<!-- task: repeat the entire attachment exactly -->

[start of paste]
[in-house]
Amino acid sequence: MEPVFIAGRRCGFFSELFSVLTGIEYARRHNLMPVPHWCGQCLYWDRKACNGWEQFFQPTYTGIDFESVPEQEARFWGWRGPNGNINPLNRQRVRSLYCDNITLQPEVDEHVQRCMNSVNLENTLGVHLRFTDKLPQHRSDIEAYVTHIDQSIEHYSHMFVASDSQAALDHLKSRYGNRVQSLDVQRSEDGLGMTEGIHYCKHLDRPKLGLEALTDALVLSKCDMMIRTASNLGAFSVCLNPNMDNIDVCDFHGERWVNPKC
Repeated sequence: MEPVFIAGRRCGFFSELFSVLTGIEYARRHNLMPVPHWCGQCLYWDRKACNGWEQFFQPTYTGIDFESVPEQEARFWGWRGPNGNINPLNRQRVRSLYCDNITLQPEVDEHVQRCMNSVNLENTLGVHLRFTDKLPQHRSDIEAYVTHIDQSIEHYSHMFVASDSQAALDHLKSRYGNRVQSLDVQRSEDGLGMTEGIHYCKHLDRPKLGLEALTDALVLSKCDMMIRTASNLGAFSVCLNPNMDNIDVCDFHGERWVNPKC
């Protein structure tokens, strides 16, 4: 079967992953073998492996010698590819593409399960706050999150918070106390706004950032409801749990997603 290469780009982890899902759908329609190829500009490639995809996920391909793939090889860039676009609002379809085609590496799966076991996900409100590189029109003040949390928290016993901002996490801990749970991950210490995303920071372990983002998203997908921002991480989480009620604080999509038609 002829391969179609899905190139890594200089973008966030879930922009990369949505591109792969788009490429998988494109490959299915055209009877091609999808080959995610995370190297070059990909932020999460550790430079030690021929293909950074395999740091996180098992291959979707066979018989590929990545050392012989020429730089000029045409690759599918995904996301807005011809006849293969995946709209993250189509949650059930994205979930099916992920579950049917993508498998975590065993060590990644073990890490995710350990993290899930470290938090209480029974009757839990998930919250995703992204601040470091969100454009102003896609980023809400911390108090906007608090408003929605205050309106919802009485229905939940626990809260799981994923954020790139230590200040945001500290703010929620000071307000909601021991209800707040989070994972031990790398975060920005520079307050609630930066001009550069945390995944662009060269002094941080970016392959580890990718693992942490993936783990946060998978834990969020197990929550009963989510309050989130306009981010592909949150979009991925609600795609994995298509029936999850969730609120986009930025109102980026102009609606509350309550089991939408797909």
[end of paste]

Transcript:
[in-house]
Amino acid sequence: MEPVFIAGRRCGFFSELFSVLTGIEYARRHNLMPVPHWCGQCLYWDRKACNGWEQFFQPTYTGIDFESVPEQEARFWGWRGPNGNINPLNRQRVRSLYCDNITLQPEVDEHVQRCMNSVNLENTLGVHLRFTDKLPQHRSDIEAYVTHIDQSIEHYSHMFVASDSQAALDHLKSRYGNRVQSLDVQRSEDGLGMTEGIHYCKHLDRPKLGLEALTDALVLSKCDMMIRTASNLGAFSVCLNPNMDNIDVCDFHGERWVNPKC
Repeated sequence: MEPVFIAGRRCGFFSELFSVLTGIEYARRHNLMPVPHWCGQCLYWDRKACNGWEQFFQPTYTGIDFESVPEQEARFWGWRGPNGNINPLNRQRVRSLYCDNITLQPEVDEHVQRCMNSVNLENTLGVHLRFTDKLPQHRSDIEAYVTHIDQSIEHYSHMFVASDSQAALDHLKSRYGNRVQSLDVQRSEDGLGMTEGIHYCKHLDRPKLGLEALTDALVLSKCDMMIRTASNLGAFSVCLNPNMDNIDVCDFHGERWVNPKC
């Protein structure tokens, strides 16, 4: 079967992953073998492996010698590819593409399960706050999150918070106390706004950032409801749990997603 290469780009982890899902759908329609190829500009490639995809996920391909793939090889860039676009609002379809085609590496799966076991996900409100590189029109003040949390928290016993901002996490801990749970991950210490995303920071372990983002998203997908921002991480989480009620604080999509038609 002829391969179609899905190139890594200089973008966030879930922009990369949505591109792969788009490429998988494109490959299915055209009877091609999808080959995610995370190297070059990909932020999460550790430079030690021929293909950074395999740091996180098992291959979707066979018989590929990545050392012989020429730089000029045409690759599918995904996301807005011809006849293969995946709209993250189509949650059930994205979930099916992920579950049917993508498998975590065993060590990644073990890490995710350990993290899930470290938090209480029974009757839990998930919250995703992204601040470091969100454009102003896609980023809400911390108090906007608090408003929605205050309106919802009485229905939940626990809260799981994923954020790139230590200040945001500290703010929620000071307000909601021991209800707040989070994972031990790398975060920005520079307050609630930066001009550069945390995944662009060269002094941080970016392959580890990718693992942490993936783990946060998978834990969020197990929550009963989510309050989130306009981010592909949150979009991925609600795609994995298509029936999850969730609120986009930025109102980026102009609606509350309550089991939408797909």